Happy as pig

Excerpt from Bombay to Beijing by Bicycle.

‘Where are you from?’  buzzed a robotic voice.

Before we could look up to see where this disembodied voice was coming from, our poached eggs were suddenly wobbling across their plates like escaping albino frogs as half a pint of lager and glass of Scotch came crashing down on the edge of the table. A middle-aged man tumbled into the chair opposite and sat there fondling the drinks, staring at us through his big glasses, stroking his grey goatee, fiddling with a ying and yang ring on his finger, his face as weathered and battered as his old leather jacket.

All in all, we (Maria, Athalia and myself) were used to such loud interruptions at the hotel bar here in Beijing. The manager, a bolshy Chinese woman, Amanda, most mornings would loudly exclaim in the company of her foreign male admirers, ‘Noooo! FUCK YOU!’, before laughing the smoke out of her face. She was now slumped at the bar asleep, a tiny cigarette in one upright hand trailing a ring of smoke above her.

Now we had a man we’d never seen before. Or that’s what I thought.

I soon recognised him as the sleeping lump in the bed next to mine in the dorm. I’d never seen him awake nor indeed upright till now. I was told he’d been here two weeks already, ‘recovering from jetlag’ which of course had nothing to do with the all-night benders he’d subjected himself to.

He smiled and pulled out what I took to be a small electric shaver and pressed it to a large dint in his throat.

‘I said, “Where are you from?” ‘

 ‘Australia,’ I replied. ‘You? ‘

‘Can’t you tell from my accent?’

I wanted to say ‘Dr Who?’ because he sounded just like a Dalek. I thought better of it. ‘Ireland?’

‘No. Guess again.’


‘Correct. I’m Scottish. My names Gilly, short for ‘Killy’…Killy the English, you know. I hate the fawkin’ English.’

From his garbled squawks, I could only piece together fragments of what he was ranting about: fighting in the Gulf War, being in prison, searching for the Holy Grail. God knows.

He suddenly coughed and choked.

‘Excuse me.’ Gilly unwrapped the cravat around his neck and tended to a small plastic pipe that stuck out from his throat. He pulled out a hanky and cleared sputum from the pipe, hissing and rasping as he did so.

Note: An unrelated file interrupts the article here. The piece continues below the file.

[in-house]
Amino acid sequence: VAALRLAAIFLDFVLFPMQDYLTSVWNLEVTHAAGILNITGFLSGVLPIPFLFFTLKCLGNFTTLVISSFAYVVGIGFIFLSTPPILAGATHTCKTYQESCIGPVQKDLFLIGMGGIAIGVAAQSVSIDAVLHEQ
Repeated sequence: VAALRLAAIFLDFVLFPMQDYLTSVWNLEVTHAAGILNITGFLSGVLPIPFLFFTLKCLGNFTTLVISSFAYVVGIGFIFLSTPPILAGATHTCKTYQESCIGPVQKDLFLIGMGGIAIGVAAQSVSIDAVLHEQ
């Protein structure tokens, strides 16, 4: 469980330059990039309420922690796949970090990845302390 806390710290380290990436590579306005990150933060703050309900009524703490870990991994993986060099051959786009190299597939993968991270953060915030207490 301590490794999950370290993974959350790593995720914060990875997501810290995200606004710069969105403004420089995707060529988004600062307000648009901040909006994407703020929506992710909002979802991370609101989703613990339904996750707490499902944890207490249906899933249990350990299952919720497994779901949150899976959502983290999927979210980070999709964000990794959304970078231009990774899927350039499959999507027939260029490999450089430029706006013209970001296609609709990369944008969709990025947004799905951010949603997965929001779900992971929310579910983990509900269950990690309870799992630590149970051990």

‘How did you…how did you lose your voice?’ I asked

 ‘Ah, that’s nothing for you to worry about,’ he said, disappearing into his lager.

‘I was asking because my father had a tracheotomy as well.’

‘Give him me number and we’ll have a chat!’ he laughed, then spluttered and coughed again. He wiped his mouth and moved in closer.

‘Yer see. I’ve got what’s called the second insight.’’

‘You mean you’re pissed.’

‘No! You don’t fawkin’ understand. I can see the future. And believe me. It’s ‘orrible. Fawkin’ orrible.’

With that he pulled out a small crystal attached to a gold chain, held it up and dangled it. ‘It…never…lies.’

‘What do you mean?’ Maria frowned.

‘Yer see I could feel this lump on me shoulder so I goes to the doctor ‘Feel this here. I’m sure this is cancer’. Your doctor has a wee squeeze of me shoulder, shakes his head and says ‘No, I’m sure that’s not cancer. Probably benign’. ‘Look here, Doctor! Let me show you something. I’m tellin’ you it’s cancer because it told me so. Watch this,’ I says to him. And the crystal went fawkin’ crazy! Spinnin’ all over the fawkin’ place. ‘See? I’ve got cancer.’

‘I can’t believe that. No one would.’ He says but he then goes, ‘But look, I’ll get you in for biopsy.’ So theys rush me through and sure enough your doctor comes back with ‘Yes, it’s lymphatic cancer. We’ll have to operate as soon as we can.’ They took the whole bloody lot. Fawkin’ huge cancer out of my throat and shoulder.

‘Why do use crystal?’ Athalia asked.

‘I could use fawkin’ shite. But I like crystal.’

He passed the crystal over and put the gold chain between my index finger and thumb. ‘Think of somethin’. Somethin’ important.’

I tried. I thought of Rebecca. The crystal didn’t move.

‘Hm. Now you,’ he said to Athalia. Nothing. Then it was Maria’s turn. Nothing again. He passed the crystal again to me.

‘Ask it a different question.’

This time the crystal spun and swayed violently.


‘ “Yes”, what?’

‘Yes, to your question. What was your question?’

‘I asked if my dead father was happy.’

‘He’s happy,’ his Dalek voice crackled, and then, clasping my forearm, leant so far forward I could smell his whisky breath, ‘Happy as a fawkin’ pig in shite!’